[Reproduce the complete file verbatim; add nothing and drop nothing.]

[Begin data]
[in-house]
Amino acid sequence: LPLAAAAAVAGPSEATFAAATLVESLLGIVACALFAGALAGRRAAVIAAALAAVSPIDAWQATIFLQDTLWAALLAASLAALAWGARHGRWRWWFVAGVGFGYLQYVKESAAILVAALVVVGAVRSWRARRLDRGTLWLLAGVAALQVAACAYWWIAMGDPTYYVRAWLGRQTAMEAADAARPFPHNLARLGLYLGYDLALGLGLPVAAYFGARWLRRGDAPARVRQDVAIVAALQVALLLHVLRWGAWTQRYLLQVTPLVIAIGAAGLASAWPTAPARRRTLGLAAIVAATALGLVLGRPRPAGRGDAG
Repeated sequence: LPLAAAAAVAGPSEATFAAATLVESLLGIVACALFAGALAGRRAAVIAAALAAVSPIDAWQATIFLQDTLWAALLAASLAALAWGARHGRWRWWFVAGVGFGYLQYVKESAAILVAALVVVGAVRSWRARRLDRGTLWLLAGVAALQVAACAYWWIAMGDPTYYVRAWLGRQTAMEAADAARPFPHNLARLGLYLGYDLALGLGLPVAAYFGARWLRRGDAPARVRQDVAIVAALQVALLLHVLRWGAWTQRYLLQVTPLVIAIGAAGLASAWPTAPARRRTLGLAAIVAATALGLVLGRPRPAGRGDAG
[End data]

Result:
[in-house]
Amino acid sequence: LPLAAAAAVAGPSEATFAAATLVESLLGIVACALFAGALAGRRAAVIAAALAAVSPIDAWQATIFLQDTLWAALLAASLAALAWGARHGRWRWWFVAGVGFGYLQYVKESAAILVAALVVVGAVRSWRARRLDRGTLWLLAGVAALQVAACAYWWIAMGDPTYYVRAWLGRQTAMEAADAARPFPHNLARLGLYLGYDLALGLGLPVAAYFGARWLRRGDAPARVRQDVAIVAALQVALLLHVLRWGAWTQRYLLQVTPLVIAIGAAGLASAWPTAPARRRTLGLAAIVAATALGLVLGRPRPAGRGDAG
Repeated sequence: LPLAAAAAVAGPSEATFAAATLVESLLGIVACALFAGALAGRRAAVIAAALAAVSPIDAWQATIFLQDTLWAALLAASLAALAWGARHGRWRWWFVAGVGFGYLQYVKESAAILVAALVVVGAVRSWRARRLDRGTLWLLAGVAALQVAACAYWWIAMGDPTYYVRAWLGRQTAMEAADAARPFPHNLARLGLYLGYDLALGLGLPVAAYFGARWLRRGDAPARVRQDVAIVAALQVALLLHVLRWGAWTQRYLLQVTPLVIAIGAAGLASAWPTAPARRRTLGLAAIVAATALGLVLGRPRPAGRGDAG